Nick DeMarco

TURN TO CHANNEL 3: ‘Castlevania III: Dracula’s Curse’ brought the Belmonts back to franchise greatness

TURN TO CHANNEL 3: ‘Castlevania III: Dracula’s Curse’ brought the Belmonts back to franchise greatness
Decrease Font Size Increase Font Size Text Size Print This Page

It is not an uncommon thing, especially in the realm of longtime video game franchises, for developers to make a change when they go from the original game to the sequel. Perhaps this is a change in characters, story, or even the overall type of game it is in comparison to the original. This can lead to a whole new direction for the game but, oftentimes, it turns a lot of loyal fans of the series away for a time, which then usually leads to developers going back to the drawing board and finding that magic that comes from combining what was great about the original game with new concepts and ideas that don’t water down the product, only add to it.

This is especially true of today’s game up for review here on Turn to Channel 3: “Castlevania III: Dracula’s Curse” on the NES. With Halloween steadily approaching, I figured it would be best to take another look at the Belmonts’ finest hour on the NES, after what some deem quite the dismal sequel. How does this game hold up? Does it still hold the same appeal it did during its debut on the console? Let’s find out!

“Castlevania III: Dracula’s Curse” (NES)


Despite its standing in the full canon of “Castlevania games,” this third and final NES installment suffers from a lack of acknowledgment in the soundtrack department, which is a real shame because, while it doesn’t contain those iconic “Castlevania” tunes we’ve come to know, it does have a soundtrack of some of the best music in the entire 8-bit series, so just because it isn’t “Vampire Killer” or “Bloody Tears” doesn’t mean that the music presented here isn’t good, because it is.

Part of the reason gamers come back to “Castlevania III” again and again is because, like its predecessors, the game has haunting music that both sets the mood and keeps you at its ever-increasing challenges. The sound effects, while quite similar to earlier titles, still don’t lack in the charm and style of this franchise. It’s still a blast to hear the crack of a Belmont whip or the groan of a defeated level boss. It’s also worth noting that, while the level music is great, so are those little things most gamers don’t take in, like entering your name or the moment when you must choose which path you take forward.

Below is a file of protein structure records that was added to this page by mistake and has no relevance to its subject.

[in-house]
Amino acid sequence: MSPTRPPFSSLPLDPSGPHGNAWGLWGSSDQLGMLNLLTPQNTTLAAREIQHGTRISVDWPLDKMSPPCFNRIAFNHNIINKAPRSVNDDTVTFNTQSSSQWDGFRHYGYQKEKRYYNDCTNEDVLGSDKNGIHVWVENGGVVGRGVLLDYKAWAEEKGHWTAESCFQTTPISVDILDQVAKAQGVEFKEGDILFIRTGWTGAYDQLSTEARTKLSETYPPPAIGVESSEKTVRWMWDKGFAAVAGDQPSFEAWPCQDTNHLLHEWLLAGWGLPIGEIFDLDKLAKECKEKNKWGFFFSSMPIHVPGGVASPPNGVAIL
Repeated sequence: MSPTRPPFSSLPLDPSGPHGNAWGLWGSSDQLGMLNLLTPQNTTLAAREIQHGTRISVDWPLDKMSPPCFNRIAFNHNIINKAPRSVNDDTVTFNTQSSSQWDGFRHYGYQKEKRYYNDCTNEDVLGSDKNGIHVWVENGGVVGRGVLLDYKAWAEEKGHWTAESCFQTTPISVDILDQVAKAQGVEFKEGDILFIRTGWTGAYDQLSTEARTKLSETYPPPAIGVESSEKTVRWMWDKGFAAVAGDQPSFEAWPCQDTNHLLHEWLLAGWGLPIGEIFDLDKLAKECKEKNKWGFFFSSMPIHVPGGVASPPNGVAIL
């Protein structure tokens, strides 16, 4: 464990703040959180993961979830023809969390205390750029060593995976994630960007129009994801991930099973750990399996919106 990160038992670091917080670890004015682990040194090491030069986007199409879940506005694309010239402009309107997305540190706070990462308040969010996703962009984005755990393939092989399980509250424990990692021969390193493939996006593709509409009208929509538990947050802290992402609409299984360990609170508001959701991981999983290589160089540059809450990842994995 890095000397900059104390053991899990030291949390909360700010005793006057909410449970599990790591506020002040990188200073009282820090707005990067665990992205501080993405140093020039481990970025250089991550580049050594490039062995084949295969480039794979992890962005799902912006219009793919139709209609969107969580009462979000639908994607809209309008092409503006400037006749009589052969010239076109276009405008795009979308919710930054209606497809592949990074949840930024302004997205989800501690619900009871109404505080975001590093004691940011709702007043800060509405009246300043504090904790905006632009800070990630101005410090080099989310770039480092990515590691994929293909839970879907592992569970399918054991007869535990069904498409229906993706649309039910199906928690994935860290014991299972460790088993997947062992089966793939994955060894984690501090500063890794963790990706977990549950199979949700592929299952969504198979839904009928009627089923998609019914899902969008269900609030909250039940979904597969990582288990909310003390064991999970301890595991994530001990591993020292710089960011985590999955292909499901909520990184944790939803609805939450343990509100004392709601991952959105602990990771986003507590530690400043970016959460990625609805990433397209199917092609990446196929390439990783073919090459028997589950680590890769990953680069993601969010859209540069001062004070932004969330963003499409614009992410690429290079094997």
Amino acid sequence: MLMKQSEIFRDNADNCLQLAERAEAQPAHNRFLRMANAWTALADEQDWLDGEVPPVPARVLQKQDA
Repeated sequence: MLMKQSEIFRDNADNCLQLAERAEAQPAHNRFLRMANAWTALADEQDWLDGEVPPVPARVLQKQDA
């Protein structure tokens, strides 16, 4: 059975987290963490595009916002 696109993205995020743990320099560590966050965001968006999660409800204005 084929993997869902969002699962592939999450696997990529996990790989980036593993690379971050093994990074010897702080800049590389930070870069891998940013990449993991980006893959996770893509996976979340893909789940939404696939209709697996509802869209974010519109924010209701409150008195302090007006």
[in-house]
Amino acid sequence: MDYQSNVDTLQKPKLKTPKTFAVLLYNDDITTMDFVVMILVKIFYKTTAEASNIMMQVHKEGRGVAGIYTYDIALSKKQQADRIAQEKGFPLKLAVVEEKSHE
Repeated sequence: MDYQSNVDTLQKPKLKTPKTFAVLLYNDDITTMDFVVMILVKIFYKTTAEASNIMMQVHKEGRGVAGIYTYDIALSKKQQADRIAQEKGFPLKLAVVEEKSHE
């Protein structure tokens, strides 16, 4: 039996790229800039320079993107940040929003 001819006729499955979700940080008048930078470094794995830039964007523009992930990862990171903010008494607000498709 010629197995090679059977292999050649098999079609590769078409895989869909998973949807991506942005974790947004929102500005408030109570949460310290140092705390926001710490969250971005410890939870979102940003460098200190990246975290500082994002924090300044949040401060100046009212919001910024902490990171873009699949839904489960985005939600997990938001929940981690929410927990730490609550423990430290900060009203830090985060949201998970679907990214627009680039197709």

While “Castlevania III” sports some of the best graphics in the series, especially in the way of level design, I still had moments where I felt some enemies didn’t exactly look like what they were portraying; zombies are a prime example of that, as they looked more like rat people or people who could have worked for the Trash Heap on “Fraggle Rock.”

That being said, the bosses in the game are also well designed and, overall, “Castlevania III” stayed true to the franchise’s roots style-wise, but maybe that’s another reason why I rated this as I did, that they didn’t really take any risks for the franchise’s last romp on the NES. I’m sure many of us could say, “If it isn’t broke, don’t fix it,” but at the same time, one has to wonder what this game would look like had they pushed the NES hardware to its limits.


While “Castlevania III” may have played it safe as far as graphics, they blew the doors wide open on the gameplay aspects of this title. Yes, we are removed from what we were given in “Castlevania II,” which was a relief to many, but this game didn’t just go back to what worked in the original game, slapping a fresh coat of paint on while resting on its laurels. “Castlevania III” added the once unheard of notion of a branching storyline, in that there is no one way to beat the game and you are faced with difficult decisions, such as which road to take – some far more difficult than others – as well as the obvious focal point of the game – the addition of character selection.

As you play through the game, you are given the opportunity to bring in another character for use once you either defeat them or set them free from some curse they are under. You have Alucard, the son of Dracula, who can turn into a bat and thus get you into areas you may not originally be able to access, Sypha Belnades, a priestess who channels the elements in use of her magic, and Grant Danasty, a rebel who can climb walls and attack with a dagger. Each character has their strengths and weaknesses, but all can play a vital role in our whip-cracking protagonist reaching his goal of overthrowing Dracula and saving mankind.


“Castlevania III” was a proper sendoff for the franchise on the NES, making way for new and more exciting entries into the lush history of the Belmonts in the future, and that’s just one of the reasons this title is so beloved by fans of the series. While I don’t feel it has the most overall love in the line of NES “Castlevania” titles, with the original still holding the most appeal, it does show what happens when a developer listens to its consumers, notices a change that was made in a sequel drew the ire of fans, and then does what’s right for those fans and the franchise going forward. “Castlevania III: Dracula’s Curse” took all the things we love about the series and then added necessary new elements to keep things fresh.

I hope you enjoyed this review. Next time, as we journey closer to Halloween, we take a look at the other NES title based off a horror movie franchise – “A Nightmare on Elm Street” on the NES!

Until then, I hope your DVR is filled to the brim with great fall programming, but don’t stray too far from your retro gaming systems because there’s never a bad time to game on!

Note: All ratings for Turn to Channel 3 are based on a scale of 1-10.

Tune in to NEPA Scene’s gaming column, Turn to Channel 3, every Thursday for new perspectives on retro gaming as well as fresh twists on the classics.